MSPCA-Angell Headquarters

350 South Huntington Avenue, Boston, MA 02130
(617) 522-7400
Email Us

Angell Animal Medical Centers – Boston

350 South Huntington Avenue, Boston, MA 02130
(617) 522-7282
More Info

Angell West

293 Second Avenue, Waltham, MA 02451
(781) 902-8400
For on-site assistance (check-ins and pick-ups):
(339) 970-0790
More Info

Angell at Essex

565 Maple Street, Danvers, MA 01923
(978) 304-4648
More Info

Animal Care and Adoption Centers – Boston

350 South Huntington Avenue, Boston, MA 02130
(617) 522-5055
More Info

Animal Care and Adoption Centers – Cape Cod

1577 Falmouth Road, Centerville, MA 02632
(508) 775-0940
More Info

Animal Care and Adoption Centers – Nevins Farm

400 Broadway, Methuen, MA 01844
(978) 687-7453
More Info

Animal Care and Adoption Centers – Northeast Animal Shelter

347 Highland Ave., Salem, MA 01970
(978) 745-9888
More Info

Donate Now


More Ways to Donate

From an online gift to a charitable gift annuity, your contribution will have a significant impact in the lives of thousands of animals.

Use of Gabapentin in Veterinary Medicine

By Becca Reader, DVM, DACVAA

April 2023




Gabapentin Prescribing Practices

Gabapentin is an anti-epileptic and analgesic drug originally intended to be a centrally acting gamma-aminobutyric acid (GABA)-receptor agonist.1 Gabapentin is currently labeled by the FDA for use in humans as an anticonvulsant and for treating pain associated with spinal cord injuries, fibromyalgia, post-herpetic neuralgia, and neuropathic pain associated with diabetes.2 Despite this narrow indication for use, gabapentin is one of the top 10 most frequently prescribed medications in the United States, with over 80% of prescriptions for extra-label use.3,4

Veterinary use of gabapentin has also increased dramatically over the past several years, likely due to the desire to have an oral analgesic alternative to non-steroidal anti-inflammatory drugs (NSAIDs). A recent survey of veterinarians found that 69% of respondents prescribe gabapentin daily or weekly, most commonly for acute and chronic pain.5 Despite this popularity, gabapentin has a similarly narrow indication for use in veterinary medicine, and current prescribing practices warrant further scrutiny.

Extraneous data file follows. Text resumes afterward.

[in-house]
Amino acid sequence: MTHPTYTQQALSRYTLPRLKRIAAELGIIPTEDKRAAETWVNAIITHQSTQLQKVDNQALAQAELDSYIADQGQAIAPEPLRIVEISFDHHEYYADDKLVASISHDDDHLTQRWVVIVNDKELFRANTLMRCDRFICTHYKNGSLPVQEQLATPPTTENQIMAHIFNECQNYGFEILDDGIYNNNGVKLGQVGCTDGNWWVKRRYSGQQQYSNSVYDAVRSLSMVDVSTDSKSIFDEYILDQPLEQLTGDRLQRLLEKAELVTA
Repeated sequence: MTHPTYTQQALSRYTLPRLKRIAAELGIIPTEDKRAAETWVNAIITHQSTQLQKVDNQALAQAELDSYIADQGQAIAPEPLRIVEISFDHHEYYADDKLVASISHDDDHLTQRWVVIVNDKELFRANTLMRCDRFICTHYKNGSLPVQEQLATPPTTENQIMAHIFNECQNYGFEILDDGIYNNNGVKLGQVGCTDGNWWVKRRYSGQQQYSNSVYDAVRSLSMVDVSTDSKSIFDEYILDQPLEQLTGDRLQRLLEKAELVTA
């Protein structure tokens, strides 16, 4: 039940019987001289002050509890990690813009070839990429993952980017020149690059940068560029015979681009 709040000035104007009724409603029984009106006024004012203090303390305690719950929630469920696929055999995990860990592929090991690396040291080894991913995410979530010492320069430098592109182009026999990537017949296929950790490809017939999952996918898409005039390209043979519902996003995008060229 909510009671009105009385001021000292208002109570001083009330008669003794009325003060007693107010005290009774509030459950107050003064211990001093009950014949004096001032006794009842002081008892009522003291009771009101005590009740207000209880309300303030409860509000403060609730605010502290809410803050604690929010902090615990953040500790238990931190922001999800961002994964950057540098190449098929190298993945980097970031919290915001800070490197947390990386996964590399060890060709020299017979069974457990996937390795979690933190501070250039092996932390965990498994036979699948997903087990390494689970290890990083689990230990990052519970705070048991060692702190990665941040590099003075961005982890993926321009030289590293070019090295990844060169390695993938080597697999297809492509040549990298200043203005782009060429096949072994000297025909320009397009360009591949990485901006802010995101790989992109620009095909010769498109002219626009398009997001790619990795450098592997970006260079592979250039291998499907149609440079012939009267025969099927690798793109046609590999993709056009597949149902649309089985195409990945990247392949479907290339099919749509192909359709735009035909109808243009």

Mechanism of Action

Understanding the mechanism of action of gabapentin is critical when evaluating the role that gabapentin may have as an analgesic for veterinary patients. As mentioned, gabapentin was initially intended to be a centrally acting agonist at the GABA receptor. However, while structurally similar to the GABA molecule, gabapentin does not bind to the GABA receptor or influence the action or metabolism of the GABA molecule.1 Instead, gabapentin is believed to bind to receptors on calcium channels on the presynaptic neurons in the central nervous system. The binding of gabapentin to these receptors blocks the influx of calcium into the presynaptic nerve terminal, decreasing the release of excitatory neurotransmitters.1

Mammalian pain transmission involves the conversion of a noxious stimulus to an electrical signal, which is then transmitted by peripheral sensory fibers to the dorsal horn of the spinal cord.6 Pain signals are either amplified or suppressed by endogenous neurotransmitters or analgesic drugs in the dorsal horn and then progress to the brain, where the signal is consciously perceived.6 Left untreated amplification of pain signals in the dorsal horn can lead to maladaptive or chronic pain states.6

Analgesic properties of gabapentin are believed to be due to the blockade of calcium channels on presynaptic nerve terminals in the dorsal horn of the spinal cord, which decreases the release of excitatory neurotransmitters (e.g., substance P, glutamate, glycine) that would otherwise amplify pain signals. Accordingly, in most circumstances, gabapentin is best thought of as a modulator of pain; administration may decrease the transmission of pain signals but is unlikely to stop pain signals completely.

Targeted Use of Gabapentin

One of the most commonly cited uses of gabapentin in veterinary medicine is for treating acute post-operative pain.5 Considering the mechanism of action of gabapentin and its impact on pain signaling, it is unlikely that gabapentin will be an effective analgesic in this context. Inflammation is the most common component of acute post-operative pain, and while gabapentin modulates pain signals from the periphery, it does not treat inflammation directly. As a result, gabapentin may reduce pain signaling associated with inflammatory pain, but it will not address the source of pain directly.

Gabapentin administration is better applied in treating neuropathic pain and complex pain states requiring a multi-modal approach to achieve sufficient analgesia. A primary central or peripheral nervous system lesion, such as intervertebral disc herniation, plexus avulsions, and nerve root impingement, causes neuropathic pain.6,7 Imbalances between excitatory and inhibitory pain signaling contribute to the development of neuropathic pain,7 and administration of gabapentin may help reduce the amount of excitatory pain signals generated and subsequently transmitted to the cerebral cortex.